Song WJ, Kang B, Lee HP, Cho J, Lee HJ, Choe YH (2017) Pediatric Mycoplasma pneumoniae infection presenting with acute cholestatic hepatitis and other extrapulmonary manifestations in the absence of pneumonia. Pediatr Gastroenterol Hepatol Nutr. 20(2):124–129. https://doi.org/10.5223/pghn.2017.20.2.124. (Epub 2017 Jun 28. PMID: 28730137; PMCID: PMC5517379)
Waris ME, Toikka P, Saarinen T, Nikkari S, Meurman O, Vainionpää R, Mertsola J, Ruuskanen O (1998) Diagnosis of mycoplasma pneumoniae pneumonia in children. J Clin Microbiol 36(11):3155–3159. https://doi.org/10.1128/JCM.36.11.3155-3159.1998. (PMID:9774556;PMCID:PMC105292)
Kumar S (2018) Mycoplasma pneumoniae: a significant but underrated pathogen in paediatric community-acquired lower respiratory tract infections. Indian J Med Res 147(1):23–31. https://doi.org/10.4103/ijmr.IJMR_1582_16. (PMID:29749357;PMCID:PMC5967212)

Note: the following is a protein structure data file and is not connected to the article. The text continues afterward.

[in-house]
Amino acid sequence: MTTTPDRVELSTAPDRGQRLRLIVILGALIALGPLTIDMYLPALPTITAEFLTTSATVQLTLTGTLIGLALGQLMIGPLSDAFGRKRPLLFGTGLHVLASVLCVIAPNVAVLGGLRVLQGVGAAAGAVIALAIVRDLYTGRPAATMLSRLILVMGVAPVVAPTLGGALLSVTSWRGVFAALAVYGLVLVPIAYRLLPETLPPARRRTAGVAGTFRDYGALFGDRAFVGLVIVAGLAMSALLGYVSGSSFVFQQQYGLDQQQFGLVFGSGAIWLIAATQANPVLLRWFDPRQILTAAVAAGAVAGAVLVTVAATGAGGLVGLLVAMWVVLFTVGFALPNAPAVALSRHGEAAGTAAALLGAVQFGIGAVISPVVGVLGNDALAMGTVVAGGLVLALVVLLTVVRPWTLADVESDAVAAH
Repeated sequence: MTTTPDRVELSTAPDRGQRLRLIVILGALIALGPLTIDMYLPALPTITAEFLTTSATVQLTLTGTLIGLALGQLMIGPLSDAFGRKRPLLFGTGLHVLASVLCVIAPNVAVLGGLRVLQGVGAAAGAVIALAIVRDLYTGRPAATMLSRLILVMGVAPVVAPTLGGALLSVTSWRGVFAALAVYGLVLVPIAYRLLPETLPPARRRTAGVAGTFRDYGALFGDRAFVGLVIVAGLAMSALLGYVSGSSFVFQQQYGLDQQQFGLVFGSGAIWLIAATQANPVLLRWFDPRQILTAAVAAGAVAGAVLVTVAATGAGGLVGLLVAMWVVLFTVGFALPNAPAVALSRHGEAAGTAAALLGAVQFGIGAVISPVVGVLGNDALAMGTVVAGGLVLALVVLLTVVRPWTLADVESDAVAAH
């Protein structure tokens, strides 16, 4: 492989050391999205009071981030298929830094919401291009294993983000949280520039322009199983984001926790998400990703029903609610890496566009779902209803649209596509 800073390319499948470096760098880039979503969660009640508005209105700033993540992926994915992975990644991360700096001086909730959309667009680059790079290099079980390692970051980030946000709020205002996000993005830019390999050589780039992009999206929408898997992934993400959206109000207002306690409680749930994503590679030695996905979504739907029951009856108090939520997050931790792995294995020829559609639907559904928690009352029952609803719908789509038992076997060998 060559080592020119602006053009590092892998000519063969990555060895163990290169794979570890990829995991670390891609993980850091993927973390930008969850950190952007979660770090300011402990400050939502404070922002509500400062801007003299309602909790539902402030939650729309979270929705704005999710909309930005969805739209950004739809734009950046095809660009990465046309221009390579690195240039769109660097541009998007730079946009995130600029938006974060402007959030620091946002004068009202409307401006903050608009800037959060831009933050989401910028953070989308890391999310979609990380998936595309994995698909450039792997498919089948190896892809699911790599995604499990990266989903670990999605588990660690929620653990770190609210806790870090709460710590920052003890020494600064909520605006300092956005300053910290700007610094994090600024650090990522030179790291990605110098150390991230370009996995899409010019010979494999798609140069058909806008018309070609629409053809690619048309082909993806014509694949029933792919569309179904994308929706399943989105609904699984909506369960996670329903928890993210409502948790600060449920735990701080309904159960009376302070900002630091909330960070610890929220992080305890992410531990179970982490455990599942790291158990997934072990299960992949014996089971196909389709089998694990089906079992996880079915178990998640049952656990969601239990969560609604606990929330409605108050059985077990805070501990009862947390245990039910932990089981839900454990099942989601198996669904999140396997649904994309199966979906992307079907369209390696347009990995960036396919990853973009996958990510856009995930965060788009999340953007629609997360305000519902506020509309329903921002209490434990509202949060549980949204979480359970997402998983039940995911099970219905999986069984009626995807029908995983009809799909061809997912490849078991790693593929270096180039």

Consent for publication
Consent for publication from parent was taken.
The authors declare that they have no competing interests.
Springer Nature remains neutral with regard to jurisdictional claims in published maps and institutional affiliations.
Rights and permissions
Open Access This article is licensed under a Creative Commons Attribution 4.0 International License, which permits use, sharing, adaptation, distribution and reproduction in any medium or format, as long as you give appropriate credit to the original author(s) and the source, provide a link to the Creative Commons licence, and indicate if changes were made. The images or other third party material in this article are included in the article's Creative Commons licence, unless indicated otherwise in a credit line to the material. If material is not included in the article's Creative Commons licence and your intended use is not permitted by statutory regulation or exceeds the permitted use, you will need to obtain permission directly from the copyright holder. To view a copy of this licence, visit http://creativecommons.org/licenses/by/4.0/.
About this article
Cite this article
Mohan, N., Sawant, V.D. & Kondekar, A. Cavitatory necrotising pneumonia with extrapulmonary multi-systemic involvement — a rare presentation of macrolide-resistant Mycoplasma pneumoniae. Egypt J Intern Med 35, 20 (2023). https://doi.org/10.1186/s43162-023-00205-4
- Macrolide-resistant mycoplasma pneumonia (MRMP)
- Cavitatory necrotising pneumonia
- Mycoplasma pneumonia